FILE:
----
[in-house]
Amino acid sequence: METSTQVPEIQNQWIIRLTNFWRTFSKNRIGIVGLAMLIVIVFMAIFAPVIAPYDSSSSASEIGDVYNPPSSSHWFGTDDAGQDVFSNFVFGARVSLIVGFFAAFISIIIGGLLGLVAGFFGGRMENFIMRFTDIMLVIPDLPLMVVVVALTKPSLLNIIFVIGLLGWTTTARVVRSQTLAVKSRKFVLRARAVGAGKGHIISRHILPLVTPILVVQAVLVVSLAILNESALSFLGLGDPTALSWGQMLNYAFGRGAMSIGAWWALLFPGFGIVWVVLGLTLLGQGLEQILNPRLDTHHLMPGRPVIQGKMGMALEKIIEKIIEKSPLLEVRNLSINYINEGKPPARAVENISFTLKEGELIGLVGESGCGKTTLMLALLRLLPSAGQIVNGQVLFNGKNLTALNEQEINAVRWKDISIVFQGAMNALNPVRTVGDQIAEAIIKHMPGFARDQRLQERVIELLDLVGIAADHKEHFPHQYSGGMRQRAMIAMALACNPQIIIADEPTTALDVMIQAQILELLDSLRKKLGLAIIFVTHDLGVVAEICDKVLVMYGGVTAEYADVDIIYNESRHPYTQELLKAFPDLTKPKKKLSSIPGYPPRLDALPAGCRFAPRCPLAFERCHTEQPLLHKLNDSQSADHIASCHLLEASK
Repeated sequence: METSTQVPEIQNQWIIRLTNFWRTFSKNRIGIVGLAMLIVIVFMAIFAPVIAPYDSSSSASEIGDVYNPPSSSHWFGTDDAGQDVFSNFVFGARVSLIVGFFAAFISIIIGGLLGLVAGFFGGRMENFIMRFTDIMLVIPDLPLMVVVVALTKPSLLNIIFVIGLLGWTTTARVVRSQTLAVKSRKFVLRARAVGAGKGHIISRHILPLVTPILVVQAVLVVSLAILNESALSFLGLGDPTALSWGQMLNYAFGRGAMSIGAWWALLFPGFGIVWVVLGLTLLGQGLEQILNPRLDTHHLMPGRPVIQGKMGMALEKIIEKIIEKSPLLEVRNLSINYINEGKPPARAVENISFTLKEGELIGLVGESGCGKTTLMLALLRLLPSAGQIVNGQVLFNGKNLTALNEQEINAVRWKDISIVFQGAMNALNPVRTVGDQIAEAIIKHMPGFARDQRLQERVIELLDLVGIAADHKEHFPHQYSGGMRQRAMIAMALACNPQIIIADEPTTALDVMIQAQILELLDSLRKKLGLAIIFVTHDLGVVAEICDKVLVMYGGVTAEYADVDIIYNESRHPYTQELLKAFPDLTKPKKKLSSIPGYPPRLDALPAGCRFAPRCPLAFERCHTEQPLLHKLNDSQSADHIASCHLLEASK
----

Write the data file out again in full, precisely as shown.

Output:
[in-house]
Amino acid sequence: METSTQVPEIQNQWIIRLTNFWRTFSKNRIGIVGLAMLIVIVFMAIFAPVIAPYDSSSSASEIGDVYNPPSSSHWFGTDDAGQDVFSNFVFGARVSLIVGFFAAFISIIIGGLLGLVAGFFGGRMENFIMRFTDIMLVIPDLPLMVVVVALTKPSLLNIIFVIGLLGWTTTARVVRSQTLAVKSRKFVLRARAVGAGKGHIISRHILPLVTPILVVQAVLVVSLAILNESALSFLGLGDPTALSWGQMLNYAFGRGAMSIGAWWALLFPGFGIVWVVLGLTLLGQGLEQILNPRLDTHHLMPGRPVIQGKMGMALEKIIEKIIEKSPLLEVRNLSINYINEGKPPARAVENISFTLKEGELIGLVGESGCGKTTLMLALLRLLPSAGQIVNGQVLFNGKNLTALNEQEINAVRWKDISIVFQGAMNALNPVRTVGDQIAEAIIKHMPGFARDQRLQERVIELLDLVGIAADHKEHFPHQYSGGMRQRAMIAMALACNPQIIIADEPTTALDVMIQAQILELLDSLRKKLGLAIIFVTHDLGVVAEICDKVLVMYGGVTAEYADVDIIYNESRHPYTQELLKAFPDLTKPKKKLSSIPGYPPRLDALPAGCRFAPRCPLAFERCHTEQPLLHKLNDSQSADHIASCHLLEASK
Repeated sequence: METSTQVPEIQNQWIIRLTNFWRTFSKNRIGIVGLAMLIVIVFMAIFAPVIAPYDSSSSASEIGDVYNPPSSSHWFGTDDAGQDVFSNFVFGARVSLIVGFFAAFISIIIGGLLGLVAGFFGGRMENFIMRFTDIMLVIPDLPLMVVVVALTKPSLLNIIFVIGLLGWTTTARVVRSQTLAVKSRKFVLRARAVGAGKGHIISRHILPLVTPILVVQAVLVVSLAILNESALSFLGLGDPTALSWGQMLNYAFGRGAMSIGAWWALLFPGFGIVWVVLGLTLLGQGLEQILNPRLDTHHLMPGRPVIQGKMGMALEKIIEKIIEKSPLLEVRNLSINYINEGKPPARAVENISFTLKEGELIGLVGESGCGKTTLMLALLRLLPSAGQIVNGQVLFNGKNLTALNEQEINAVRWKDISIVFQGAMNALNPVRTVGDQIAEAIIKHMPGFARDQRLQERVIELLDLVGIAADHKEHFPHQYSGGMRQRAMIAMALACNPQIIIADEPTTALDVMIQAQILELLDSLRKKLGLAIIFVTHDLGVVAEICDKVLVMYGGVTAEYADVDIIYNESRHPYTQELLKAFPDLTKPKKKLSSIPGYPPRLDALPAGCRFAPRCPLAFERCHTEQPLLHKLNDSQSADHIASCHLLEASK